Catching a cold is a common and natural part of childhood, but there are a lot of ways that parents can reduce their children’s risk with easy prevention strategies. Although infants and toddlers will likely develop some colds throughout the year regardless of how careful parents are, every little bit helps.
Here are five of the best ways that parents can prevent colds in young children and educate them about cold prevention.
Probably the most important rule to remember in cold prevention is to wash the hands frequently each and every day. Hand washing is recommended after playing with toys, after sneezing, before eating, and after touching surfaces in public. Physicians recommend scrubbing hands with warm soapy water for 20 seconds, which is about the length of time it takes to sing “Happy Birthday” twice.
Sharing is encouraged in a variety of social settings for children, but sharing can also lead to the spread of germs. Never share eating utensils at meals or eat out of the same bowls to help prevent colds. This goes for towels as well in the kitchen and bathroom.
The foods that are served in meals can either arm a child’s body to fight off germs or make it vulnerable to colds. The best foods for cold prevention, for both kids and adults, are colorful fruits and vegetables. This includes blueberries, spinach, tomatoes, sweet potatoes, and much more. Try introducing new foods to kids gradually. Vitamin D-rich foods, like milk and yogurt, are also recommended to fight off cold viruses.
Everybody loves to hold and touch a cute little baby, but parents should consider redirecting where those cuddles take place. Instead of kissing and touching babies on the hands and face, admirers should be encouraged to touch those little feet and toes instead. This is an effective strategy until a baby is about nine months old and begins sucking the toes.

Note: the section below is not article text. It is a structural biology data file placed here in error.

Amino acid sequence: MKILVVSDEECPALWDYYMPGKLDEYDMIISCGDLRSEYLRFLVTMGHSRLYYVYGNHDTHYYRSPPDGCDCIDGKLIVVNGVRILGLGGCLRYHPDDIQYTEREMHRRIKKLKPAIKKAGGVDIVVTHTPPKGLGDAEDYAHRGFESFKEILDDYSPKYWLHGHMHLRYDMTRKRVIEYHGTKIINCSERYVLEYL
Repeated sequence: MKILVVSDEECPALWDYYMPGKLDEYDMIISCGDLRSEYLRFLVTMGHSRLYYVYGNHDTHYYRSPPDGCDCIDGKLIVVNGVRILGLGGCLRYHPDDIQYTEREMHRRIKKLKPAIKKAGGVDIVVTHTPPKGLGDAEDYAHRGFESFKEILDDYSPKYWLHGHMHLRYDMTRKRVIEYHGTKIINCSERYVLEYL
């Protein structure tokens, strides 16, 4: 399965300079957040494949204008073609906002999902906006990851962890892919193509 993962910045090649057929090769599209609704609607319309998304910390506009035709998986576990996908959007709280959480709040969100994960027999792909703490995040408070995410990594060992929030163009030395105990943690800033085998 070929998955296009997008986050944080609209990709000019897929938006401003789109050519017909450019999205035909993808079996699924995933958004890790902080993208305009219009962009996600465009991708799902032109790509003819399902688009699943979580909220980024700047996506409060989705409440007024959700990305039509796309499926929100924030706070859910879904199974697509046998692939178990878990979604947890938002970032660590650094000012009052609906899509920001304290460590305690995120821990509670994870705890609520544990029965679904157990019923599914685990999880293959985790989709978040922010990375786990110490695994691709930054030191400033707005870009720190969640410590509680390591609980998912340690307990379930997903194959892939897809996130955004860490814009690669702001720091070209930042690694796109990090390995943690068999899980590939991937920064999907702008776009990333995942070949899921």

It’s a smart idea to start teaching children about good hygiene and cold prevention from a very early age. One of the best ways to prevent pediatric colds is to arm kids with the knowledge and training they need to keep themselves healthy.
Remove babies’ fingers from their noses and mouths, and remind toddlers that putting their fingers here is likely to make them feel sick later on. One of the first lessons to teach children is to cover the nose and mouth when sneezing. This is important because thousands of germs are released into the air with each sneeze. Using a tissue when sneezing can reduce the amount of mucous that gets on the hands is and is likely to spread onto other objects.
It is also useful to teach toddlers how to blow their own noses and to wash their hands after each sneeze or blow. The older that children get, the more information parents can share with them to achieve self-sufficiency and a healthy lifestyle. And when colds inevitably strike anyway, PediaCare’s cold medicine for kids is gentle on young bodies, yet tough enough to make children feel better faster.
In this parental guide to cold relief, PediaCare provides resources for parents seeking answers for their child's special circumstances. Medicine made for kids, helps getting better easier!